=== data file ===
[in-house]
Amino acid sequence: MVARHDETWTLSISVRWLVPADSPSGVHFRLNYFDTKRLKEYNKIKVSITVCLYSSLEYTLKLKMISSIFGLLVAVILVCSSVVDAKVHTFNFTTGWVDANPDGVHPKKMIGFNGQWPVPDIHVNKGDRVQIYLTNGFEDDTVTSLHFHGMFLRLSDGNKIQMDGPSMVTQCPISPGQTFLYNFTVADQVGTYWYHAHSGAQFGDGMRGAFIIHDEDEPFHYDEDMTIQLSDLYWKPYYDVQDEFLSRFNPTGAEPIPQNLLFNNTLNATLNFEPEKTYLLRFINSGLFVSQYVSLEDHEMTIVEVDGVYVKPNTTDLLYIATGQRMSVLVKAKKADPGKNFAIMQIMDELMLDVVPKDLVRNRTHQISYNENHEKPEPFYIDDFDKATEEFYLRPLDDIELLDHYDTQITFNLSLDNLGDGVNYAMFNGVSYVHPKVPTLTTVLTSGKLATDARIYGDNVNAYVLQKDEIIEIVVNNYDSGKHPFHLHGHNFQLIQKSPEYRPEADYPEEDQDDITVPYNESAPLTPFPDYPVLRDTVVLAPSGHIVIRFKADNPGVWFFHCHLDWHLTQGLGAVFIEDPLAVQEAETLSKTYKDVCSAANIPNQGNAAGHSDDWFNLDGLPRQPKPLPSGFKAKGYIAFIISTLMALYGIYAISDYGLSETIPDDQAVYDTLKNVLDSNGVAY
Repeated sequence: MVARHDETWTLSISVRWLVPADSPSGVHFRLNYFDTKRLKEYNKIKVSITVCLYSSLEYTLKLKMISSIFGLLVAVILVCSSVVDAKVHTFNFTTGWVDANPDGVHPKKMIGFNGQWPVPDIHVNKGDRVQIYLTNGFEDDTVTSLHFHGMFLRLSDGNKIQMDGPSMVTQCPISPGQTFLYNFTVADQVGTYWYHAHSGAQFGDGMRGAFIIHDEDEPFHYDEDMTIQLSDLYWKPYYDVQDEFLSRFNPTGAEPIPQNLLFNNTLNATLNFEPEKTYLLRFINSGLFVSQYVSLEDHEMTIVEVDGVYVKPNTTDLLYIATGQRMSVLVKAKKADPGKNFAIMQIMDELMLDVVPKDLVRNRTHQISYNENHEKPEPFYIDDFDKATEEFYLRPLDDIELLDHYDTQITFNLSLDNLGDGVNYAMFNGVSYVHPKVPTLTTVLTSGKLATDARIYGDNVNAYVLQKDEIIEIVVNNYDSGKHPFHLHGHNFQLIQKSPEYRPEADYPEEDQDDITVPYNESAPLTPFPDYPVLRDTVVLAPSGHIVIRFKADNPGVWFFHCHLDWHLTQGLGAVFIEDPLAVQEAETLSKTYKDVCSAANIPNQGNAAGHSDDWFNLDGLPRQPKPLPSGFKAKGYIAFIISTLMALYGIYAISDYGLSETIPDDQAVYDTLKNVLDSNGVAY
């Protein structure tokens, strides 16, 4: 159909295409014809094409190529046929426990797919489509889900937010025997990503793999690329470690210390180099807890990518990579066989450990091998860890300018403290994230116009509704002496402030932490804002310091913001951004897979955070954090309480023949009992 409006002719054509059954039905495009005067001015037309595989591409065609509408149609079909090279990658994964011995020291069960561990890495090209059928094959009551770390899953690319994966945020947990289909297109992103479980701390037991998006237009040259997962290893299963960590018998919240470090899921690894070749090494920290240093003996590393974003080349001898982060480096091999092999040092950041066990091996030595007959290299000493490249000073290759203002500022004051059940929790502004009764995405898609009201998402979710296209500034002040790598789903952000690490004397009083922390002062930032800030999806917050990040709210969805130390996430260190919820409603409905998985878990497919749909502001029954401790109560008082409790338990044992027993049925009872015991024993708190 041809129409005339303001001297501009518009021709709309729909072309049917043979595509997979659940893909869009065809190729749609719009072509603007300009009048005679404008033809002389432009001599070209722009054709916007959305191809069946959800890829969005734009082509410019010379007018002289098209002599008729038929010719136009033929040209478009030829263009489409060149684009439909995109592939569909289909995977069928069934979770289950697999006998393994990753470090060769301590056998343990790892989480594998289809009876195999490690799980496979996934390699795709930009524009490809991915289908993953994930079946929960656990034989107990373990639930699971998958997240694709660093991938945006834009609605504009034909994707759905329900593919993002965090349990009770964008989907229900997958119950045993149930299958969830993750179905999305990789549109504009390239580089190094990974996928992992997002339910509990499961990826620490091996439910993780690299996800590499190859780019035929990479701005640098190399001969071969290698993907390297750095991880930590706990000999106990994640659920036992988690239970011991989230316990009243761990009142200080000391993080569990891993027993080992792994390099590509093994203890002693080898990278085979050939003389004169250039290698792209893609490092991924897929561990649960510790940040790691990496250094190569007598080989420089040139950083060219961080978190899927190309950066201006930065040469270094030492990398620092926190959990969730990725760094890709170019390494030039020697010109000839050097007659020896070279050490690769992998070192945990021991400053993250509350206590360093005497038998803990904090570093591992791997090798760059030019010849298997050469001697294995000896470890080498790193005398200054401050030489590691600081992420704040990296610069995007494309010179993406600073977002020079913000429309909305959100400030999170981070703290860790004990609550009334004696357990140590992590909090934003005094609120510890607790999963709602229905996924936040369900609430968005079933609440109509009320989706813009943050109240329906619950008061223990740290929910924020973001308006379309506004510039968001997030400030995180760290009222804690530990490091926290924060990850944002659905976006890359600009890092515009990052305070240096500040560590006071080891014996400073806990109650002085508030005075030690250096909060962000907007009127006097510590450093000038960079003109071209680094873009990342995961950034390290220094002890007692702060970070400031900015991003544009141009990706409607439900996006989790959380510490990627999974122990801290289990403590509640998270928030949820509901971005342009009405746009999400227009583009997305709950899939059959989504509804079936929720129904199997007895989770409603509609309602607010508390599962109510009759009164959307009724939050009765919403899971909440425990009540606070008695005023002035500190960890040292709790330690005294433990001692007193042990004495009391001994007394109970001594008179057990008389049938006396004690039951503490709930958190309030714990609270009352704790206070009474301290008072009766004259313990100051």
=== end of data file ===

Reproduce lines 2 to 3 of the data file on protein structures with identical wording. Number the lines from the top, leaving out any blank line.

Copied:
Amino acid sequence: MVARHDETWTLSISVRWLVPADSPSGVHFRLNYFDTKRLKEYNKIKVSITVCLYSSLEYTLKLKMISSIFGLLVAVILVCSSVVDAKVHTFNFTTGWVDANPDGVHPKKMIGFNGQWPVPDIHVNKGDRVQIYLTNGFEDDTVTSLHFHGMFLRLSDGNKIQMDGPSMVTQCPISPGQTFLYNFTVADQVGTYWYHAHSGAQFGDGMRGAFIIHDEDEPFHYDEDMTIQLSDLYWKPYYDVQDEFLSRFNPTGAEPIPQNLLFNNTLNATLNFEPEKTYLLRFINSGLFVSQYVSLEDHEMTIVEVDGVYVKPNTTDLLYIATGQRMSVLVKAKKADPGKNFAIMQIMDELMLDVVPKDLVRNRTHQISYNENHEKPEPFYIDDFDKATEEFYLRPLDDIELLDHYDTQITFNLSLDNLGDGVNYAMFNGVSYVHPKVPTLTTVLTSGKLATDARIYGDNVNAYVLQKDEIIEIVVNNYDSGKHPFHLHGHNFQLIQKSPEYRPEADYPEEDQDDITVPYNESAPLTPFPDYPVLRDTVVLAPSGHIVIRFKADNPGVWFFHCHLDWHLTQGLGAVFIEDPLAVQEAETLSKTYKDVCSAANIPNQGNAAGHSDDWFNLDGLPRQPKPLPSGFKAKGYIAFIISTLMALYGIYAISDYGLSETIPDDQAVYDTLKNVLDSNGVAY
Repeated sequence: MVARHDETWTLSISVRWLVPADSPSGVHFRLNYFDTKRLKEYNKIKVSITVCLYSSLEYTLKLKMISSIFGLLVAVILVCSSVVDAKVHTFNFTTGWVDANPDGVHPKKMIGFNGQWPVPDIHVNKGDRVQIYLTNGFEDDTVTSLHFHGMFLRLSDGNKIQMDGPSMVTQCPISPGQTFLYNFTVADQVGTYWYHAHSGAQFGDGMRGAFIIHDEDEPFHYDEDMTIQLSDLYWKPYYDVQDEFLSRFNPTGAEPIPQNLLFNNTLNATLNFEPEKTYLLRFINSGLFVSQYVSLEDHEMTIVEVDGVYVKPNTTDLLYIATGQRMSVLVKAKKADPGKNFAIMQIMDELMLDVVPKDLVRNRTHQISYNENHEKPEPFYIDDFDKATEEFYLRPLDDIELLDHYDTQITFNLSLDNLGDGVNYAMFNGVSYVHPKVPTLTTVLTSGKLATDARIYGDNVNAYVLQKDEIIEIVVNNYDSGKHPFHLHGHNFQLIQKSPEYRPEADYPEEDQDDITVPYNESAPLTPFPDYPVLRDTVVLAPSGHIVIRFKADNPGVWFFHCHLDWHLTQGLGAVFIEDPLAVQEAETLSKTYKDVCSAANIPNQGNAAGHSDDWFNLDGLPRQPKPLPSGFKAKGYIAFIISTLMALYGIYAISDYGLSETIPDDQAVYDTLKNVLDSNGVAY